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Excerpt from Oral History Interview with Oscar Dearmont Baker, June 1977. Interview H-0110. Southern Oral History Program Collection (#4007) See Entire Interview >>

Changes with transition to new owner

Baker describes the changes implemented during the Broyhill takeover of Conover Furniture. After the company went bankrupt in the late 1930s, Jim Broyhill bought the company from Walter Baker. The transition brought higher wages, innovations in production, and new benefits. According to Oscar Baker, most of the employees were pleased with these changes.

Citing this Excerpt

Oral History Interview with Oscar Dearmont Baker, June 1977. Interview H-0110. Southern Oral History Program Collection (#4007) in the Southern Oral History Program Collection, Southern Historical Collection, Wilson Library, University of North Carolina at Chapel Hill.

Full Text of the Excerpt

PATTY DILLEY:
When Broyhill took over, did they bring in higher wages?
OSCAR DEARMONT BAKER:
It gradually got …
PATTY DILLEY:
It gradually got higher.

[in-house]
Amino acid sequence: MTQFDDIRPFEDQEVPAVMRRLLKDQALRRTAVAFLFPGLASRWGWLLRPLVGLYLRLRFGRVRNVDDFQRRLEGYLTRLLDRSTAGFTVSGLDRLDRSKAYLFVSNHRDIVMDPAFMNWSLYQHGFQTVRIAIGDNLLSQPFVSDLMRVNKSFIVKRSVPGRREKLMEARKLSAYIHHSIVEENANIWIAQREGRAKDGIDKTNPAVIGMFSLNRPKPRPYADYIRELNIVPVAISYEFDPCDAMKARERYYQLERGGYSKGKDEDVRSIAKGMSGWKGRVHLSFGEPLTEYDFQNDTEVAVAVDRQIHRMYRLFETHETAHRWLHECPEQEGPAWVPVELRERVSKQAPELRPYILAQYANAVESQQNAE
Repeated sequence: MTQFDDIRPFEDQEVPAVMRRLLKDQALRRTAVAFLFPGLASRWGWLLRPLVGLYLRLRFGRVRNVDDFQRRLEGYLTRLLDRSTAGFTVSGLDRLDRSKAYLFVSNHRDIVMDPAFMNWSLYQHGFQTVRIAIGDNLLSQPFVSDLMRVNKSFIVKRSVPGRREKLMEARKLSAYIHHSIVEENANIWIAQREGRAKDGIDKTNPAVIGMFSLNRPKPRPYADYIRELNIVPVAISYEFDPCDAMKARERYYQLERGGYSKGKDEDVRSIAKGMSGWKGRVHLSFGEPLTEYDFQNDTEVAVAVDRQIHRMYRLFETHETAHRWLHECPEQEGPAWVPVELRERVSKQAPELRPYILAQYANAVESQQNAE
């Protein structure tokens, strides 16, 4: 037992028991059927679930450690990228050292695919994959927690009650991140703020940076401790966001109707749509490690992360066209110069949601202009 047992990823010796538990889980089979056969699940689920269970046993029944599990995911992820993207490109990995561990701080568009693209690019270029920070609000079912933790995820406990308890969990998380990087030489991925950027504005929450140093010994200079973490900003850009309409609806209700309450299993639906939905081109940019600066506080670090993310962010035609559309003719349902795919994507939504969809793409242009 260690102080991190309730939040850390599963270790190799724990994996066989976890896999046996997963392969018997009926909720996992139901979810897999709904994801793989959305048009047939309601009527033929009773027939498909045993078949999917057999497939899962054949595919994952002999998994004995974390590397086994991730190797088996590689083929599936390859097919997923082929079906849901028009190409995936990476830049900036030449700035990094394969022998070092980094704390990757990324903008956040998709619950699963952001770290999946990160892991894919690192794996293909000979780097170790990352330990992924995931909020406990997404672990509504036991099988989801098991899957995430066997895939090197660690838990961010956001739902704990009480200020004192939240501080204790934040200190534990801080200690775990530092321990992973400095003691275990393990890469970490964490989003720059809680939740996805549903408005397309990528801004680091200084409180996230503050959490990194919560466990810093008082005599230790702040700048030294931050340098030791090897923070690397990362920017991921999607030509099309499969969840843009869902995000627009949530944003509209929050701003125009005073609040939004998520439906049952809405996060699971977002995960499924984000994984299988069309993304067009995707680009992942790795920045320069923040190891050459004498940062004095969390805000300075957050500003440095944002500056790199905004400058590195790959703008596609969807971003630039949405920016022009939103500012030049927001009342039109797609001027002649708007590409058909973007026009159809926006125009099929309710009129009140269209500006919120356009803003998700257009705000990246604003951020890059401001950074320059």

OSCAR DEARMONT BAKER:
Yes. And they brought in new styles and new furniture. Started making different stuff than what it was making. That was a kind of a cheap line that they run, and they stepped it up.
PATTY DILLEY:
What kind of benefits did Broyhill bring in besides the gradual rise in wages?
OSCAR DEARMONT BAKER:
When I was there, that wasn't yet in existence. But it is now. But how they brought it in, I wasn't there then. I just don't know how they did it, but it's there now. Now you take the Fourth of July coming up here, Lord, the money they're going to give away: the bonus, and then the week of pay, you know, the week off of the Fourth. You get paid for that week, and then your bonus.
PATTY DILLEY:
That's pretty good.
OSCAR DEARMONT BAKER:
Yes.
PATTY DILLEY:
Do you think people were happy when Broyhill took it over?
OSCAR DEARMONT BAKER:
I would think so. Oh, yes.
PATTY DILLEY:
What opinion do you have of Mr. Broyhill as compared to Mr. Brady as an employer? Which one would you rather work for?
OSCAR DEARMONT BAKER:
Oh, Broyhill. He couldn't touch him.